After multiple bankruptcies, American banks began refusing him in the 2000s. The only thing that's kept him afloat is the Russian need to launder their money, and their insight into our weaknesses as a country, and their complete willingness to exploit these weaknesses to their advantage.

    The issue isn't how dumb he is, the issue is how dumb we are / his base is to accept this. How soon will enough people wake up to this?

    It's easy to jigger an economic boom if you're willing to put unwarranted tax cuts on the national credit card, or to gut regulations that protect us all. The stupid among us buy this cotten candy and think Everything's Great, and they bring down the rest of us who know better.

     

  2. Swami  •  Aug 5, 2018 @2:37 pm

    This one goes out to Donny Jr.  With all the innocence and obliviousness to the dangers that surround him— just like Little Red Riding Hood — he might have inadvertently wandered into legal jeopardy.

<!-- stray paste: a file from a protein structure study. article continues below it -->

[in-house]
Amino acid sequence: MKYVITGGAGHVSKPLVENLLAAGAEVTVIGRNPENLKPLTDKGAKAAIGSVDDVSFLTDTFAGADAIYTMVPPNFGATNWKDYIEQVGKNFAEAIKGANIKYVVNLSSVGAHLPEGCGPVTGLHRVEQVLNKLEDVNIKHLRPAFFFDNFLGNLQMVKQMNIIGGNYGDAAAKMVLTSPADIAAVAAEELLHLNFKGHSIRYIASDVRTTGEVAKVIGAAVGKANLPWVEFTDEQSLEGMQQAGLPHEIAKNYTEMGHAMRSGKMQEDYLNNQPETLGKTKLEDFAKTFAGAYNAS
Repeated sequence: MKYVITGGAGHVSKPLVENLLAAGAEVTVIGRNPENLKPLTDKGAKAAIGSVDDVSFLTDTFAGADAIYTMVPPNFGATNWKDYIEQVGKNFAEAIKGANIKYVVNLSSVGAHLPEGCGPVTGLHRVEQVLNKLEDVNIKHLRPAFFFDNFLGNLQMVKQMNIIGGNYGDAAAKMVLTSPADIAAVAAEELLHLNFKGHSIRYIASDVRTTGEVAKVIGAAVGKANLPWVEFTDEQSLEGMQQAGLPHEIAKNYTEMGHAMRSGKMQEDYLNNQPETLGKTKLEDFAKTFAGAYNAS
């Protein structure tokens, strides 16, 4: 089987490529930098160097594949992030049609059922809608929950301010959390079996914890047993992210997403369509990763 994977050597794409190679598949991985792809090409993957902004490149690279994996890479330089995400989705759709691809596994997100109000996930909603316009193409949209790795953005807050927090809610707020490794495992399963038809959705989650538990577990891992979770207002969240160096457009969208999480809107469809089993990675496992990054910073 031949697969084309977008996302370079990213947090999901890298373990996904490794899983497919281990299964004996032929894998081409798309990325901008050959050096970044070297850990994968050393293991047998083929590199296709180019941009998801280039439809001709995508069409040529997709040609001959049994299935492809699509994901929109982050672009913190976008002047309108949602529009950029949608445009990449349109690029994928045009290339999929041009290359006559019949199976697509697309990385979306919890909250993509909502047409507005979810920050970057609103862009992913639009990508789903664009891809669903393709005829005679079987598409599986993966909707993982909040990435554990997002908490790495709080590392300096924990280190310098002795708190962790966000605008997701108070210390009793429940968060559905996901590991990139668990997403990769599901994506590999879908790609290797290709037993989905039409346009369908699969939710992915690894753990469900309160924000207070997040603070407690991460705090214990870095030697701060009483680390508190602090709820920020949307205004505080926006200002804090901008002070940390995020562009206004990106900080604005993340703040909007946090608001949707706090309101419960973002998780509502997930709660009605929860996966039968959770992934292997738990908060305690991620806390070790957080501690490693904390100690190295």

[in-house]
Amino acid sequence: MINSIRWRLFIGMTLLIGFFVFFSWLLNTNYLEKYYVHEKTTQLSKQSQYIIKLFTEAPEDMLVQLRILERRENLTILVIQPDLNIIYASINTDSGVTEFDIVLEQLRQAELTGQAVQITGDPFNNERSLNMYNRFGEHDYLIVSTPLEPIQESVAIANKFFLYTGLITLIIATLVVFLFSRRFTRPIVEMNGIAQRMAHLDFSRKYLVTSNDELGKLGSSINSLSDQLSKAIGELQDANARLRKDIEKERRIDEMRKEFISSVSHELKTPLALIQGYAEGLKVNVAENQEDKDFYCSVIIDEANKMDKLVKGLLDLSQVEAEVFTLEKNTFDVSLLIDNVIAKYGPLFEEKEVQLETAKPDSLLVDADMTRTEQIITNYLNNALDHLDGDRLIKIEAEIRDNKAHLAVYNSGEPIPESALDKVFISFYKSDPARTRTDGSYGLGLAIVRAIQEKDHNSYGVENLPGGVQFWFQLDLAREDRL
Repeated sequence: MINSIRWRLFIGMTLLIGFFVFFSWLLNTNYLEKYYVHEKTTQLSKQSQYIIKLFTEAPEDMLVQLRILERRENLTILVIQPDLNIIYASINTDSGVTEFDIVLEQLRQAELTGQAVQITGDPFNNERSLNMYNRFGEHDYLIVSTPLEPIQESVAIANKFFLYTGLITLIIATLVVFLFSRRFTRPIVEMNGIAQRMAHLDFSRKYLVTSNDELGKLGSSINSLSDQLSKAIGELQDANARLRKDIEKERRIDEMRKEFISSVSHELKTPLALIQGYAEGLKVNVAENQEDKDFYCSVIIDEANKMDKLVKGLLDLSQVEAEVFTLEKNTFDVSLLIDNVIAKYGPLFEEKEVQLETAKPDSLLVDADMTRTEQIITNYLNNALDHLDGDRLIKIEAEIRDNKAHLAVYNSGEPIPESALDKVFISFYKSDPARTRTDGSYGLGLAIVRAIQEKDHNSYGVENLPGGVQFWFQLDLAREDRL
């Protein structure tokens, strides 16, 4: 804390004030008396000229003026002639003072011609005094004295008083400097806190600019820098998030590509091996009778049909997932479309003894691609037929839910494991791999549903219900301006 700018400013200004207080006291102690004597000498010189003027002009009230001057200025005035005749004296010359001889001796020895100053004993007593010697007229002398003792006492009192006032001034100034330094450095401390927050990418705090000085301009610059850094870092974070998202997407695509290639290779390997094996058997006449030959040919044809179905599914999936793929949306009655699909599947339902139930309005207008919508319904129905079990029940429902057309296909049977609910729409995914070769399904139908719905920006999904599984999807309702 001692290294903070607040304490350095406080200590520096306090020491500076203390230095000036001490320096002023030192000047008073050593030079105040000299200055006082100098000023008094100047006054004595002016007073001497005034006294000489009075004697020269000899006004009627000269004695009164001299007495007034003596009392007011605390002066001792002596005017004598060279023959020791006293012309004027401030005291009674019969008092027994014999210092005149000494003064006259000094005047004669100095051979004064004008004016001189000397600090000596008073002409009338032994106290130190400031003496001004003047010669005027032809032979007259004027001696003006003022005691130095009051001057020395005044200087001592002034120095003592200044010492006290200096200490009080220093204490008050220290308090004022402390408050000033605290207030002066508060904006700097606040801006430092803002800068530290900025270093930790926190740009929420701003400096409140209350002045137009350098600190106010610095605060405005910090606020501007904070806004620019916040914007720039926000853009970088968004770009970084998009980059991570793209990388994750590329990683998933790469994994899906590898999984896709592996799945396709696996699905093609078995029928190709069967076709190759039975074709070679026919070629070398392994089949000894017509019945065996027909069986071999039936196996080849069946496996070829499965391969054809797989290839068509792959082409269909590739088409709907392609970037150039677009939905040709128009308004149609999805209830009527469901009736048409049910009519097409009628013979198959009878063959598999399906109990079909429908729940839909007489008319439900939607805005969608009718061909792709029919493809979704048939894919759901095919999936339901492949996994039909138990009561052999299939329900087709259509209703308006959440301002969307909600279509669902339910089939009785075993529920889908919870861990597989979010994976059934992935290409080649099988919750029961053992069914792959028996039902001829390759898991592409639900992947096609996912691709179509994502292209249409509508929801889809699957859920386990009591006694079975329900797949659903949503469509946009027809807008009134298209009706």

https://www.youtube.com/watch?v=5GgJHe0bC34

    I hate to sound cynical, but, it seems to me that Trump is prepping Jr. for a toss under the bus..Fear not, though. There'll be a pardon waiting on the other side. Nothing touches my heart like a father and son bonding moment.

  3. priscianus jr  •  Aug 5, 2018 @2:43 pm

    Atkins’s thesis is that Trump literally doesn't understand he did anything wrong. Although he couches the thesis in such terms as "difficult to believe" and "less likely," I see this is as essentially a self-protective rhetorical strategy. Even if it is difficult to believe or seems less likely to the "reasonable" person, this framing allows Atkins to present it in full.